MR. OLINER. No, I think the argument has to do with the size of the gap between the two. And the current gap relative to its average over history.
CHAIRMAN GREENSPAN. The scale will not change the fact that the gap is closing. The conclusion is independent of the scale. You could try any variation you want, and that gap will always close.
MR. LACKER. The gap between these two lines?
CHAIRMAN GREENSPAN. Yes.
MR. OLINER. No matter what we used for our charting convention, the gap would be relatively narrow now compared with its historical average.
CHAIRMAN GREENSPAN. Just take the ratio of the two ratios.
Confused? You should be.
The various Fed members are talking past one another about the construction of the graphs, rather than delving into their meaning. To be fair, the visuals are unusually constructed. The rent ratio is generally given — again — as the price of the home divided by the cost to rent it for a year. Their metric appears to be the annual cost of rental divided by the cost of the home. (Regardless, it shows a historical anomaly, with that red line on the upper graph suddenly diving.) Additionally, they chart their rent ratio against long-term Treasury yields, and spend more time discussing the relationship between the two than the anomaly of the rent ratio itself.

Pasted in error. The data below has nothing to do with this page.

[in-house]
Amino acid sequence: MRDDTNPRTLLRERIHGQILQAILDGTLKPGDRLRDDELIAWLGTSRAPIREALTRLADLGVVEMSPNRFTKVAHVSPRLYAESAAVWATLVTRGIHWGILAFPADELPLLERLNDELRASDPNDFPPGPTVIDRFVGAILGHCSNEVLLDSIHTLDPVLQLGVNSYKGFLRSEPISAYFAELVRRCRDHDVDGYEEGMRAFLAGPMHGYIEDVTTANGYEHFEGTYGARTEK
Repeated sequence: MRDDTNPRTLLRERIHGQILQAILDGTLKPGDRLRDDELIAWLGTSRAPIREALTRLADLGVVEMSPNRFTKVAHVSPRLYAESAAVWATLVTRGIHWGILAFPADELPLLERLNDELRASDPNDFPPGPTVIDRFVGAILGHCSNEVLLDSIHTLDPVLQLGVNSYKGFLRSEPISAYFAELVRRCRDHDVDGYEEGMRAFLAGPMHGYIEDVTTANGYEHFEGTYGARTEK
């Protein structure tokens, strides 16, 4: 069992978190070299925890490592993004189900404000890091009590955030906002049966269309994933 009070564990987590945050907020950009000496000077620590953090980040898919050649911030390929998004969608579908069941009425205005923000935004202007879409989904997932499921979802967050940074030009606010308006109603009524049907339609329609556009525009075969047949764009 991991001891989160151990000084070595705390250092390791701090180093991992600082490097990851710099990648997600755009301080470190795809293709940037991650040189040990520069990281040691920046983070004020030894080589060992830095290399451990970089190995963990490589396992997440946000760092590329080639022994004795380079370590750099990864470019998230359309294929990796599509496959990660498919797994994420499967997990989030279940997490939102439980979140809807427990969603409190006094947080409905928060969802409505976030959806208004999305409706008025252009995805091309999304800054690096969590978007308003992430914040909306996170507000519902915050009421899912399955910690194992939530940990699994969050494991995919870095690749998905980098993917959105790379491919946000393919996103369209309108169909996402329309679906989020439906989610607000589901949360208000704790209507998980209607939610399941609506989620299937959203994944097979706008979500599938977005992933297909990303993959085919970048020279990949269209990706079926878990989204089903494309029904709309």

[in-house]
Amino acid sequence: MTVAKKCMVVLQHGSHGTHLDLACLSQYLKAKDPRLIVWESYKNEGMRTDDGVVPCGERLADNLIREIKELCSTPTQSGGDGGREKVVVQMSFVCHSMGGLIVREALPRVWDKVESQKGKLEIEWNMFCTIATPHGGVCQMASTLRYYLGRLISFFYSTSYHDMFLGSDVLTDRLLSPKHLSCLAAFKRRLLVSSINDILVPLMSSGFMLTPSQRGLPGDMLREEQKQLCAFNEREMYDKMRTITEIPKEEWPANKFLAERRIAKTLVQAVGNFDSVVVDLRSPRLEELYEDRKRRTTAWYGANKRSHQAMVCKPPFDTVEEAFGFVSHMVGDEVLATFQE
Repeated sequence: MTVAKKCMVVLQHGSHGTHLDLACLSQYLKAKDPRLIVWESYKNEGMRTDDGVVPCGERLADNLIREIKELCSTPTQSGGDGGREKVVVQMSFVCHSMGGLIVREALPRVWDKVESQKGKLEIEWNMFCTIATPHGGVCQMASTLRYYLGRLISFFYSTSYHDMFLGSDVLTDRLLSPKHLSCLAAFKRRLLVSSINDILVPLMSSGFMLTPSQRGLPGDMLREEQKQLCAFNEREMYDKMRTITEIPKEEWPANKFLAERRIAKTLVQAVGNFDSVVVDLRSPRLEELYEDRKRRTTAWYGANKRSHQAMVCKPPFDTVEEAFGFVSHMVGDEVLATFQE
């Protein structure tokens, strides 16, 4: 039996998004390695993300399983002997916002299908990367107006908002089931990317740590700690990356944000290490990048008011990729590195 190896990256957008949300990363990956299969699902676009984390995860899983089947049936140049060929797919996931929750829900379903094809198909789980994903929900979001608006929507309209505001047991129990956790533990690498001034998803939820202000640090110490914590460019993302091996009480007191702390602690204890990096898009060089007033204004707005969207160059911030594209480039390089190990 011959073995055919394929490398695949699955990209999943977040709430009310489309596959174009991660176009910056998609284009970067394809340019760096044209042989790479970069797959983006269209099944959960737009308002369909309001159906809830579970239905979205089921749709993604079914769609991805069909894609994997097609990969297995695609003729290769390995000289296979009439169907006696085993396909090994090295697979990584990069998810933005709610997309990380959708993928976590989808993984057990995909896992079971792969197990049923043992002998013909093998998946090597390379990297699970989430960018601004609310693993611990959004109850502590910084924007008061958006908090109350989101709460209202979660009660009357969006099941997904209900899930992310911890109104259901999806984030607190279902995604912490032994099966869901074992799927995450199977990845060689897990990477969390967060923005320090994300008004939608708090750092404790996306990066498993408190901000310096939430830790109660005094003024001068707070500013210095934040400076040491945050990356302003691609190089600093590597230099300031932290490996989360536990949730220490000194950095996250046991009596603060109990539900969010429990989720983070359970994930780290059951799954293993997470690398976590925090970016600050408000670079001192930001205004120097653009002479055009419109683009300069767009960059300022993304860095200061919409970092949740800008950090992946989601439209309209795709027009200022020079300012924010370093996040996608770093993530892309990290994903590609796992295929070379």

Translation: housing prices are still justified, if looking a bit rich. And note that this is March 2004, more a full year before leading edge conventional wisdom, as measured by The Economist, pointed out the existence of a global housing bubble (in a June 2005 cover story).
Greenspan’s rationale was that the public’s involvement would be uninformed and unhelpful (gee, it didn’t occur to him that they might have more facts on the ground…):
We run the risk, by laying out the pros and cons of a particular argument, of inducing people to join in on the debate, and in this regard it is possible to lose control of a process that only we fully understand.
Other Fed members raised concerns about overly low rates. Vice chairman Don Kohn was worried that lax interest rates were propping up housing prices; Cathy Minehan, head of the Boston Fed, worried about CPI increases in her region….driven by rising shelter costs. Geithner was concerned about possible financial imbalances.
June minutes showed more debate on this issue, with the Fed’s research director and vice chairman Roger Ferguson the worrywarts. There is also a discussion of what would not be called global imbalances (see p. 8-10 in particular, which discusses how much of a fall in the dollar might be necessary).
A key graph, presented by Fed associate research director Stephen Oliner, showed the rent-to-price ratio through Q1 2004. Oliner used the OFHEO (now FHFA) house price index. Usually the invert is presented (price-to-rent).
Here is an update to that graph through Q4 2009.